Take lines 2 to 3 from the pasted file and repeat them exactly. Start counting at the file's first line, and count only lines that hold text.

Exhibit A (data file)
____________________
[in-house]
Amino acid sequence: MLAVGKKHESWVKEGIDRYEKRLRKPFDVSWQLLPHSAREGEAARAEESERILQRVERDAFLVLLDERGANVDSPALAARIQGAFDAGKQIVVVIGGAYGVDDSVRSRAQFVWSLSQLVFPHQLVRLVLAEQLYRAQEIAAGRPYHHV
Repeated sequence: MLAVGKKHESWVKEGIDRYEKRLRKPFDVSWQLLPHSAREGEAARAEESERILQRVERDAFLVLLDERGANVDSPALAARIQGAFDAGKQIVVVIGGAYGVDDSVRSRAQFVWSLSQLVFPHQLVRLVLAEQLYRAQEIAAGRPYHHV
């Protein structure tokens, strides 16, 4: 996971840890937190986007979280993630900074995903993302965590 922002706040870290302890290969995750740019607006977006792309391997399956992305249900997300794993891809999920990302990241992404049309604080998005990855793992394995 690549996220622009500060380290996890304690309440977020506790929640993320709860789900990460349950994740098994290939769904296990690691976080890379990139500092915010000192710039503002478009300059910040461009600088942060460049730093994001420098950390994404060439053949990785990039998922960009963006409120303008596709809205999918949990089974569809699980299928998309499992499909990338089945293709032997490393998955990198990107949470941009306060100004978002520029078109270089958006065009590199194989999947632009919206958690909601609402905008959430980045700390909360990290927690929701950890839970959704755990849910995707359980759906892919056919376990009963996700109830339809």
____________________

Amino acid sequence: MLAVGKKHESWVKEGIDRYEKRLRKPFDVSWQLLPHSAREGEAARAEESERILQRVERDAFLVLLDERGANVDSPALAARIQGAFDAGKQIVVVIGGAYGVDDSVRSRAQFVWSLSQLVFPHQLVRLVLAEQLYRAQEIAAGRPYHHV
Repeated sequence: MLAVGKKHESWVKEGIDRYEKRLRKPFDVSWQLLPHSAREGEAARAEESERILQRVERDAFLVLLDERGANVDSPALAARIQGAFDAGKQIVVVIGGAYGVDDSVRSRAQFVWSLSQLVFPHQLVRLVLAEQLYRAQEIAAGRPYHHV